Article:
Ewias Harold

Ewias Harold is reputed to be one of the oldest castles in Britain, although in this it has a bit of competition, viz. Clavering, Dover, Herefordshire Beacon, HowtonRichards Castle and Thruxton to name a few.  The early history of the commote of Ewias, from which the castlery of Ewias Harold was carved, is both complex and obscure.  The land of Ewias, the name is thought to be derived from the same word as the modern ewe, giving a meaning of sheep district, lay at the eastern end of the Black Mountains.  Much of the commote was a late Anglo-Saxon conquest from the Welsh and the castle now known as Ewias Harold may have been founded by a Norman known as Osbern Pentecost, possibly soon after 1046.  In 1052 at the latest, Hereford gained a Norman earl in the form of King Edward's nephew, Ralph Mantes, often rather inaccurately known as Ralph the Timid.  It has been suggested that he was responsible for building Hereford castle and he certainly encouraged other Normans into the district.  These would seem to have included Richard Fitz Scrope of latterday Richards Castle, Robert Fitz Wymarch of Thruxton castle and Osbern Pentecost who quite likely controlled the commote of Ewias from his castle at Ewias Harold.

In 1052 an anti-Norman revolution caused ‘the Frenchmen in London to flee west to Pentecost's castle and north to Robert's castle'.  Pentecost's castle was most likely that now known as Ewias Harold while Robert's castle was probably Clavering.  That Ewias Harold was later, according to Domesday, refortified by William Fitz Osbern in the period 1067-71, probably suggests that the original fortress did not survive the devastations of the Marches in the late 1050s and early 1060s.  In the face of the English opposition to their continued presence in the country, Osbern Pentecost and his companion Hugh, surrendered their castles and went to Scotland in the service of King Macbeth in 1052.  By implication this otherwise unknown Hugh may have had his castle quite near to Ewias Harold at Howton.  The Norman defeat of 1052 possibly marked the end of the first Norman castles in Ewias, while the Normans in Scotland were later killed in present day Ayrshire when Macbeth was defeated by Earl Siward in 1054.

The Domesday survey found that part of the bishop of Hereford's 9 hides lay within Ewias Harold castlery, where Roger Lacy (d.1106+) also held land as too did Henry Ferrers (d.1089).  It was further noted that Roger [Lacy] held of him 3 churches, a priest and 32 acres of land paying 2 sesters of honey and that Henry had 2 dwellings (masuras) in the castle itself.  The 3 churches were possibly Clodock, Llancillo and Llanveynoe, which were all mentioned in charters copied at Llandaff in the twelfth century, other alternatives include Dulas, Kentchurch and Kenderchurch.  Another undertenant at Ewias Harold was William Devereux whose descendants would be lords of Lyonshall castle.  The main section on Ewias Harold noted that Alfred Marlborough held Ewias castle from the king who had himself granted him the lands which Earl William, who had refortified the castle, had given him, viz 5 carucates in Mulstoneston and 5 in Manitone.  These 2 places now form the current parish of Ewias Harold.  The king also granted him the land of Ralph Brenay which belonged to the castlery.  The value of the ‘castle' was recorded as £10 in 1086, but no 1066 value was given.  There were then listed the vills which pertained to the castle, namely Burghill, Brinsop, Monnington, Bredwardine, a manor of Thornlaw hundred, Hill of Eaton, Pembridge, Stretford and Much Cowarne.  Outside of the county Alfred held a further 42 vills.  In total this gave him an income of over £300pa which put him amongst the top 40 wealthiest landholders in the Conqueror's England.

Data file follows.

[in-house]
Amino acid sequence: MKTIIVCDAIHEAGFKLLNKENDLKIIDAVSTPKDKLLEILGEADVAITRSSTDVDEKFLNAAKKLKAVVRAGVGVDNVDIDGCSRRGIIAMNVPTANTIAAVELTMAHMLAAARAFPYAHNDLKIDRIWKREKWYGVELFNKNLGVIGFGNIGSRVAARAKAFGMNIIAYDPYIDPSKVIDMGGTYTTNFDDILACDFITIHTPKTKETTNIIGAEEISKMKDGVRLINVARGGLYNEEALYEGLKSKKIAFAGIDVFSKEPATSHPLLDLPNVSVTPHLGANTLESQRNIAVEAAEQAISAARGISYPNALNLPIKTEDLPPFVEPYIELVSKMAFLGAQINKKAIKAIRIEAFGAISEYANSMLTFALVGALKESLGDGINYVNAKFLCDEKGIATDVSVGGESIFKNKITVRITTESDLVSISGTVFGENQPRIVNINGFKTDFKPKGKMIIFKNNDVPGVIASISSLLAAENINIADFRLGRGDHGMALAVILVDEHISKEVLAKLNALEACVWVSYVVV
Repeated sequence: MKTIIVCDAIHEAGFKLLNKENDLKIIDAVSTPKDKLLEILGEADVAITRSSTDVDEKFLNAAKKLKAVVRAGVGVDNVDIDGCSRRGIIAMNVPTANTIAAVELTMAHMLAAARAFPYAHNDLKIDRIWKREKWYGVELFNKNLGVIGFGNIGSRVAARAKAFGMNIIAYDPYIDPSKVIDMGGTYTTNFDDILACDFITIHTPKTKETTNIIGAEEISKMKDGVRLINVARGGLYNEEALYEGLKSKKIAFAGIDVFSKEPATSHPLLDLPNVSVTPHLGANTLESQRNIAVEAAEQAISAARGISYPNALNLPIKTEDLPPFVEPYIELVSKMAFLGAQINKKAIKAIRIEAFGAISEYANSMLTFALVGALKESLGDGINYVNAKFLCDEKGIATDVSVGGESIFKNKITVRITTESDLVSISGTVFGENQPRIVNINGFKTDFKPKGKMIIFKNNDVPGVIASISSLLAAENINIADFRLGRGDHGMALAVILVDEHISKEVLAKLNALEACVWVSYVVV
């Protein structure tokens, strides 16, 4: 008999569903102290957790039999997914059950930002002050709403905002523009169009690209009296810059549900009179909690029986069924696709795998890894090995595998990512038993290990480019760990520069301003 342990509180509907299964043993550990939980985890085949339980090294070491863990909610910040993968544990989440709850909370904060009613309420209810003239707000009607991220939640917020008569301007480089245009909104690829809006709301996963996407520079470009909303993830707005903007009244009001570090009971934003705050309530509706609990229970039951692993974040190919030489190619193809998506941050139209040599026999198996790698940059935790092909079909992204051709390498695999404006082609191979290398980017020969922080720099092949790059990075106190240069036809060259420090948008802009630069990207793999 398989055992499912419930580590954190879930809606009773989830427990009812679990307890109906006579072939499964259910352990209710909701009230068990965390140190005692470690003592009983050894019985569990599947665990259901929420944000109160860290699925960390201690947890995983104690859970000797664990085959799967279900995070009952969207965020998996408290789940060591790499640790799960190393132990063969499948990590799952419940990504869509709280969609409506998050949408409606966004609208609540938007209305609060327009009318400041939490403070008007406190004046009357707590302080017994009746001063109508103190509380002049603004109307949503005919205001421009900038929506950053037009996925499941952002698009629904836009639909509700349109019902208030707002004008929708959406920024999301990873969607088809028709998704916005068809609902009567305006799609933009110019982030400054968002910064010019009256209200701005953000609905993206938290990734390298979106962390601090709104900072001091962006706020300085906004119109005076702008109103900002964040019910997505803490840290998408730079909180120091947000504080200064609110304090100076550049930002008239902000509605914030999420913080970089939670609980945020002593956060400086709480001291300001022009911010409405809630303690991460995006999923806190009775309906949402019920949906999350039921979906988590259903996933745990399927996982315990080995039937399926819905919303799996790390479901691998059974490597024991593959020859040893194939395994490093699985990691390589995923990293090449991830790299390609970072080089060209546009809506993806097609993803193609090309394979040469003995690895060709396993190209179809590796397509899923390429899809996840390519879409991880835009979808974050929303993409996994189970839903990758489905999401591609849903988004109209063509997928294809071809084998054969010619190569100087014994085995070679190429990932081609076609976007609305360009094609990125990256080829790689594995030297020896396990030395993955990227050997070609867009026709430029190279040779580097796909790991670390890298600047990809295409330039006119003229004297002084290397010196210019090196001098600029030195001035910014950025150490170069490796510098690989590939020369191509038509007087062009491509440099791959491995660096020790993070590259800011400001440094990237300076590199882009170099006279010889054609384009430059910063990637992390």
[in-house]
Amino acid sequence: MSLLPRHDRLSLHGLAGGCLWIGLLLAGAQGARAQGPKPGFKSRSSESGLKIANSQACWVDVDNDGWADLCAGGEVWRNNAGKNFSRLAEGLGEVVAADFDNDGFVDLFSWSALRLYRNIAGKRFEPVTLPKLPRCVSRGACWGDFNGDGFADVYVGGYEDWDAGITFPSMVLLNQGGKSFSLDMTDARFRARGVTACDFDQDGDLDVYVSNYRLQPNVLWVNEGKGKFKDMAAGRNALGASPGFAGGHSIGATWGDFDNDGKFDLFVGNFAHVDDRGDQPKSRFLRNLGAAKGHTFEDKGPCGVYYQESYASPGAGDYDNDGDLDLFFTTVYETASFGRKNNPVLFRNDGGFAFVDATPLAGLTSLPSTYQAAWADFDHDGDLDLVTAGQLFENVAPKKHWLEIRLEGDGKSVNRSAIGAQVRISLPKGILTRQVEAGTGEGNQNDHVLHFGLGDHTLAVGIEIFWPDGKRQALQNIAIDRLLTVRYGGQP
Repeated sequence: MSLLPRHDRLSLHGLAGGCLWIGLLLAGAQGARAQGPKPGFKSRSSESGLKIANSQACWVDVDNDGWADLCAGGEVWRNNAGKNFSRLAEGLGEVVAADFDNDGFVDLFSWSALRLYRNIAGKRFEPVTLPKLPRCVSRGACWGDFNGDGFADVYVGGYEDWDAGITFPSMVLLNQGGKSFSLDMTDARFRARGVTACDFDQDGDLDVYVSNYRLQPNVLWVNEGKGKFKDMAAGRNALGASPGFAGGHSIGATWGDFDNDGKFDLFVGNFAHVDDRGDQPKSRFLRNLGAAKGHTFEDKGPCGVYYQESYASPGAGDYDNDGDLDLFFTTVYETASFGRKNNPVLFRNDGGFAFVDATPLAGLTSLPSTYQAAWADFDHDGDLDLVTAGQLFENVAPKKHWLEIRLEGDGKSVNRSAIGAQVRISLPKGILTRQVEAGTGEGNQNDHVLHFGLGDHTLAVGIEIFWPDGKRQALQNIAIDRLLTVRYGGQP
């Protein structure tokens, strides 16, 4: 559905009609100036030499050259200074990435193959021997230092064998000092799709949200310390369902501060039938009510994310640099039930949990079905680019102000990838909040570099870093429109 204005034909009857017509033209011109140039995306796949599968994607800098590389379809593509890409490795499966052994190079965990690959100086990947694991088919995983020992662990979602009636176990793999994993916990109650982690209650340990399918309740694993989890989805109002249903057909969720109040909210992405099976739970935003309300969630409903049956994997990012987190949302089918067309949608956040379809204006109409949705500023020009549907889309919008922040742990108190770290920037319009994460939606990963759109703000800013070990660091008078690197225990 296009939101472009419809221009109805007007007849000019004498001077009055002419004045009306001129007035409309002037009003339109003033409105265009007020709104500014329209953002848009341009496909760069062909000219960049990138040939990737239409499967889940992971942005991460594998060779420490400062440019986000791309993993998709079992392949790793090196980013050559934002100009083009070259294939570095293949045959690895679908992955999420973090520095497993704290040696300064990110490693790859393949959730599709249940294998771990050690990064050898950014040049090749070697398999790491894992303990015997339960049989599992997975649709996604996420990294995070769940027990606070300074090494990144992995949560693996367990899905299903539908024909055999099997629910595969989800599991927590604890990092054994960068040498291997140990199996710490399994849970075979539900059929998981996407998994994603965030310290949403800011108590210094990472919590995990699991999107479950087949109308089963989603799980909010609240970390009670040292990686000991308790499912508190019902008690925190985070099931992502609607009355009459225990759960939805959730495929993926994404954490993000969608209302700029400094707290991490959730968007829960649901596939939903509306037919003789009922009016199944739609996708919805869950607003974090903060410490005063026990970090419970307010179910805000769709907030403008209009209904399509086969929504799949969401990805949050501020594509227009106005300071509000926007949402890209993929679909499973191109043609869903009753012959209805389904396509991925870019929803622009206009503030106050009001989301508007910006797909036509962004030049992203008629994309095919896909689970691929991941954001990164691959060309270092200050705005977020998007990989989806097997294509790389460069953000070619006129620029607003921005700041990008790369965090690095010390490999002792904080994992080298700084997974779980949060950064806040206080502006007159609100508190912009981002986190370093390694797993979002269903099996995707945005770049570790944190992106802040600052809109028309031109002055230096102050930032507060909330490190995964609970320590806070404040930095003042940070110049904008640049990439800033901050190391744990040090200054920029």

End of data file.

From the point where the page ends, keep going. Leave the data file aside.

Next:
It was also noted in Domesday that Osbern [Pentecost], the uncle of Alfred, had held Burghill and Brinsop before 1066 after Godwin and Harold had been exiled.  If this was true it would suggest that Osbern was holding Ewias before the exile of Godwin in 1051, otherwise, why would not the same have been said of Ewias Harold and its castle?

As most of Alfred's 1086 lands had earlier been held by King Harold (d.1066) it suggests that Earl William Fitz Osbern had claimed the royal lands of the dead King Harold under King William I's gift of the earldoms of Hereford and Gloucestershire and that the earl had subinfeuded them to Alfred together with the refortified castle.  Other lands hived off from the old Welsh kingdom of Brycheiniog went to form the new Norman districts and honours of Archenfield, Ewias Lacy and Clifford as well as smaller sub-lordships like Bredwardine and DorstoneSnodhill honour was formed some time later in the early twelfth century.

Alfred Marlborough had a married daughter, Agnes, before 1086, but on his death before 1100 his lands were divided with Ewias Harold going to Earl Ralph the Timid's son, Harold.  The reasoning behind this grant is unknown as normally Alfred's heir would have been his grandson via his daughter Agnes, viz. Ralph Wigmore (d.1190+).  Harold must have been born before 1057 when his father died and in 1066 was in the wardship of Queen Edith, the widow of Edward the Confessor.  He was of age by 1086 when he was lord of Burton Dassett and Chilvers Coton in Warwickshire, Sudeley and Toddington in Gloucestershire and Droitwich in Worcestershire.  By 1100 he had added to these lands the vills of Pencombe, Monnington Straddle, Ashe Ingen and Eaton Tregoz as well as other manors in Hampshire, Somerset, Surrey and Wiltshire.  These estates probably gave him an income of over £200pa.

It is possible that he received these lands as heir to his mother, who is occasionally recorded in the Domesday Book as Countess Gytha, the widow of Earl Ralph of Hereford (d.1057).  She was still living in 1066 and dead by 1086.  All of the 47 lands associated with her in modern readings of the Book were in Bedfordshire, Buckinghamshire, Northamptonshire, Nottinghamshire and Rutland.  However there is ‘another' Countess Gytha mentioned in Domesday Book and this is Countess Gytha the widow of Earl Godwin (d.1053).  She is occasionally recorded in counties further to the south and modern editors of the Book have associated 37 places with this Gytha in Berkshire, Cornwall, Devon, Dorset, Gloucestershire, Hampshire, Somerset, Surrey, Sussex and Wiltshire.  Despite this there seems not reason to assume that these 2 Gythas were not the same woman.  The latest birthdate for Earl Swein's wife, Gytha Thorkelsdottir, would be about 1010 assuming her eldest son, Earl Swein (d.1052) was not born until after 1024.  Similarly, if she was the same person as the widow of Earl Ralph of Hereford (d.1057) she would have been a minimum of 48 if she gave birth to Harold Ewias posthumously and only 44 if he was born soon after their postulated marriage which could have taken place in 1053, Earl Godwin dying on 15 April 1053.  She was certainly dead by 1086, by which time she would have been a minimum of 76.  In short there seems every possibility that this was the same women referred to by the lands of her 2 consecutive husbands.